No 1 rapper stays true to estate he still calls home


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The Independent Culture

As the "voice of young Tottenham" he saw his neighbourhood torn up in the riots. But despite hitting No 1 in the British singles charts, Wretch 32 is determined not to abandon the Tiverton Estate where he grew up.

The 26-year-old rapper, born Jermaine Scott, was at school with Mark Duggan, the man whose fatal shooting by police sparked the protest that preceded the recent riots.

The son of a reggae DJ father who took part in the 1985 Broadwater Farm disturbances, Wretch 32's debut album, Black And White, out this week, does not shy away from the teenage criminality he fell prey to on the tough Tiverton Estate. But his music rejects "gangsta" clichés and another song on the album details his struggles to be a good father. "Don't Go", his third single, has gone straight to the top of the charts.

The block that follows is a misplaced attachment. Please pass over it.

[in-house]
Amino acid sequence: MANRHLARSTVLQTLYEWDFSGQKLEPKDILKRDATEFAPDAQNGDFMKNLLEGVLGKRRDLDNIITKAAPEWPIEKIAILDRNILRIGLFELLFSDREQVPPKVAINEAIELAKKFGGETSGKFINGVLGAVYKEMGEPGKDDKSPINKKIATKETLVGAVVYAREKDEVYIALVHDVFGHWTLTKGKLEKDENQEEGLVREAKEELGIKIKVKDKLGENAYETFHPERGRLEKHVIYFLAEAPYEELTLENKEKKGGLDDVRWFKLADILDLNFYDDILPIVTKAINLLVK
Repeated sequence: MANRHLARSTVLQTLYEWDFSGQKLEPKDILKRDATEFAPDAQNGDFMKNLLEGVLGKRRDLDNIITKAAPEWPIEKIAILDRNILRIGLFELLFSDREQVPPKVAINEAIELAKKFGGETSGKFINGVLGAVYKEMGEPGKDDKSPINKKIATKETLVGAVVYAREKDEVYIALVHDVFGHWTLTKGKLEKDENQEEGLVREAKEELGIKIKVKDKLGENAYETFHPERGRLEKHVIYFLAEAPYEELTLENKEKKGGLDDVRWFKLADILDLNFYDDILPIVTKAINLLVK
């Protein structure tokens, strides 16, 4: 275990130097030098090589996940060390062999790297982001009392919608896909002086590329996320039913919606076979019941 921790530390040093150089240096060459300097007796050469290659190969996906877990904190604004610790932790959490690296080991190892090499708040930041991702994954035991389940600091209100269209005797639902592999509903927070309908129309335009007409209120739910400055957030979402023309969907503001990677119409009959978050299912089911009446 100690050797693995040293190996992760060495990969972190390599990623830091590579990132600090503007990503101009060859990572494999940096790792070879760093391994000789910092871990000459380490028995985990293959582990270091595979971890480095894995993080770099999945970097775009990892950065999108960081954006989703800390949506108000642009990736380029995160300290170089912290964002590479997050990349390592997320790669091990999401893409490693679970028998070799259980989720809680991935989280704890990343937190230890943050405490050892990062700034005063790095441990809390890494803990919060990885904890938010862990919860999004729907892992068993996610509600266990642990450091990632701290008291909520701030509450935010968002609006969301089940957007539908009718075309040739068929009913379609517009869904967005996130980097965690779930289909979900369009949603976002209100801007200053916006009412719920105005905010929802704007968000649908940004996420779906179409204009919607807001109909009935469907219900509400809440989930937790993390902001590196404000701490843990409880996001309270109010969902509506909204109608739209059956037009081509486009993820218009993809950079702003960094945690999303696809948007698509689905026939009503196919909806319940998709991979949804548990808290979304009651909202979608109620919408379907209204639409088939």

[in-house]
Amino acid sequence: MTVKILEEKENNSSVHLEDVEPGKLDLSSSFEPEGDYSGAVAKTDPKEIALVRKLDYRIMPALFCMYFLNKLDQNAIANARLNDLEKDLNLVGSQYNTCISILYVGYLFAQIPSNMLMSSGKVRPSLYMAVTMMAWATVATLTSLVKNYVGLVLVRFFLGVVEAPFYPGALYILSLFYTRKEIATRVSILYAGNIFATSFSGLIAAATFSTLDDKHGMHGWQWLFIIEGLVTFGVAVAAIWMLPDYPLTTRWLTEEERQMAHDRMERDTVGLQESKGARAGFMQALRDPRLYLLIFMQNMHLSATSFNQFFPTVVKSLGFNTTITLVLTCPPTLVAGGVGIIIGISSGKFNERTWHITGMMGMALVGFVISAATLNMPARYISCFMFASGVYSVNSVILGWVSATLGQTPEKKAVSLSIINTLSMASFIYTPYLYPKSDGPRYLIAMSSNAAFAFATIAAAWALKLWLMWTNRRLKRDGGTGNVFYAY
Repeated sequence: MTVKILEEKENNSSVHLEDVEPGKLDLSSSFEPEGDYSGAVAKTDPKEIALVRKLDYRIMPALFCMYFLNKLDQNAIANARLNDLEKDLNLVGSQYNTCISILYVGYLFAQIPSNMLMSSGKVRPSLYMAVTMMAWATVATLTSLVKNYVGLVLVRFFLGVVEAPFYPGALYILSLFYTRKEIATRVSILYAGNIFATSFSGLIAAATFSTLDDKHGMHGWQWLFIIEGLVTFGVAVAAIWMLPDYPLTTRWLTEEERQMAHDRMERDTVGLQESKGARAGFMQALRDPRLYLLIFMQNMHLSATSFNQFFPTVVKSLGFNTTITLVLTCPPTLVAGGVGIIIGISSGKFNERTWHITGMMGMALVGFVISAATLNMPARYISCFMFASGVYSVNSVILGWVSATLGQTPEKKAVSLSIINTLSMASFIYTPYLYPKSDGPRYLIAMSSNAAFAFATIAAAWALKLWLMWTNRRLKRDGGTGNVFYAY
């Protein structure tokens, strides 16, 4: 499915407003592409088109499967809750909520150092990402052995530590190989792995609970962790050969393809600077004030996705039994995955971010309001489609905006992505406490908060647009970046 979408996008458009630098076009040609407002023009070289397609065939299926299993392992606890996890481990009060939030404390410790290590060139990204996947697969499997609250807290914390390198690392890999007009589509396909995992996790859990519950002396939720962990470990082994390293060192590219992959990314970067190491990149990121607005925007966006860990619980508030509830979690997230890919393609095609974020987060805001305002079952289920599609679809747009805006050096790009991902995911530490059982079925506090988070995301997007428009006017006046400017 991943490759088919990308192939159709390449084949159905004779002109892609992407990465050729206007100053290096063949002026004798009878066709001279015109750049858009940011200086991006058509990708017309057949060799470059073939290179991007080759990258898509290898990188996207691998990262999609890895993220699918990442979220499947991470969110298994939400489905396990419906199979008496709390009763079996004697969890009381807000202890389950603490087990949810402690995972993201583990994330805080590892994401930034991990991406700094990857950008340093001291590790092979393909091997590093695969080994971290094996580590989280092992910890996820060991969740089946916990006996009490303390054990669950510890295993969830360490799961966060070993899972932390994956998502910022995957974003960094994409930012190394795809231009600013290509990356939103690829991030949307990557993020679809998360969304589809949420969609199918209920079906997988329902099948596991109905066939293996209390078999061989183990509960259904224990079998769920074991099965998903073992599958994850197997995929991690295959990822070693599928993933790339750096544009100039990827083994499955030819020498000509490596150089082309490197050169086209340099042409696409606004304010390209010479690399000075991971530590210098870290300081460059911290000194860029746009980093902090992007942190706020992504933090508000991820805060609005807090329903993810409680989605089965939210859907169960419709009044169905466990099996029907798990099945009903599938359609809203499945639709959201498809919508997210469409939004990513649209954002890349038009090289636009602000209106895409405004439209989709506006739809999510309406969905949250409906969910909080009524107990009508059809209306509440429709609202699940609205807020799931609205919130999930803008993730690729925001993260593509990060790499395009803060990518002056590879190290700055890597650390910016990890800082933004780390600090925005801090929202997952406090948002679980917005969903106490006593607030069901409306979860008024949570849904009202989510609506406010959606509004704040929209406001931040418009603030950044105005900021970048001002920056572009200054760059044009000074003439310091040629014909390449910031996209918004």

The father of a five-year-old boy, Wretch (taken from his childhood nickname) is scornful of the likes of the historian David Starkey, who blamed rap music for spreading a violent, "take what you can get" culture.

"I don't know what rap music they're listening to," Wretch told The Independent. "I really put my heart on the page. I'm about keeping it honest. It's my life and upbringing, the good and the bad."

Wretch doesn't want to leave the Tiverton Estate, where he and his four sisters were brought up by their mother after their father left home. "A lot of people see the negative in Tottenham but kids there see me as a positive," he says. "Not moving gives me the benefit of keeping my music real."

He is optimistic about the Tiverton's future. "It's hard to imagine that nothing good is ever going to happen in Tottenham. I'm at No 1 and Chipmunk [a grime MC] got to No 2. The positives will outweigh the negative."